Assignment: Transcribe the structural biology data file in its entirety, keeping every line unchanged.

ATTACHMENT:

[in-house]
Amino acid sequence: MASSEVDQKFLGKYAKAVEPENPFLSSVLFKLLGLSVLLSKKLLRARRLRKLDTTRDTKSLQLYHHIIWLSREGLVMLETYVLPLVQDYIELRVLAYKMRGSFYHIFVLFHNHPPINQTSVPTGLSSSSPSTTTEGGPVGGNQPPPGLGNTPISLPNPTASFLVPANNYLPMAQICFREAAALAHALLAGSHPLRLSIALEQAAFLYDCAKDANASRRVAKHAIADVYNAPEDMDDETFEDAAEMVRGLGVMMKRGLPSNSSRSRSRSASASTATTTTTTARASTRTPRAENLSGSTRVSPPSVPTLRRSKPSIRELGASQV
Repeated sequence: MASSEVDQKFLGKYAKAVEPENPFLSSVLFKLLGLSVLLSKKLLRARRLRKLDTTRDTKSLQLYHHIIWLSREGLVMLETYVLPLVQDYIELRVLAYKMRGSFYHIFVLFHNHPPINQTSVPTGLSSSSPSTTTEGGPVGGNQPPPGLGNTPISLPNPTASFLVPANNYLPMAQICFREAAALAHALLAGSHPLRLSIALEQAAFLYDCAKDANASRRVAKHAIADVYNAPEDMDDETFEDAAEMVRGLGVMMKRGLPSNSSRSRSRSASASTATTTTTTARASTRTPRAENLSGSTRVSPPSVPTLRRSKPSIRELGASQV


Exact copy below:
[in-house]
Amino acid sequence: MASSEVDQKFLGKYAKAVEPENPFLSSVLFKLLGLSVLLSKKLLRARRLRKLDTTRDTKSLQLYHHIIWLSREGLVMLETYVLPLVQDYIELRVLAYKMRGSFYHIFVLFHNHPPINQTSVPTGLSSSSPSTTTEGGPVGGNQPPPGLGNTPISLPNPTASFLVPANNYLPMAQICFREAAALAHALLAGSHPLRLSIALEQAAFLYDCAKDANASRRVAKHAIADVYNAPEDMDDETFEDAAEMVRGLGVMMKRGLPSNSSRSRSRSASASTATTTTTTARASTRTPRAENLSGSTRVSPPSVPTLRRSKPSIRELGASQV
Repeated sequence: MASSEVDQKFLGKYAKAVEPENPFLSSVLFKLLGLSVLLSKKLLRARRLRKLDTTRDTKSLQLYHHIIWLSREGLVMLETYVLPLVQDYIELRVLAYKMRGSFYHIFVLFHNHPPINQTSVPTGLSSSSPSTTTEGGPVGGNQPPPGLGNTPISLPNPTASFLVPANNYLPMAQICFREAAALAHALLAGSHPLRLSIALEQAAFLYDCAKDANASRRVAKHAIADVYNAPEDMDDETFEDAAEMVRGLGVMMKRGLPSNSSRSRSRSASASTATTTTTTARASTRTPRAENLSGSTRVSPPSVPTLRRSKPSIRELGASQV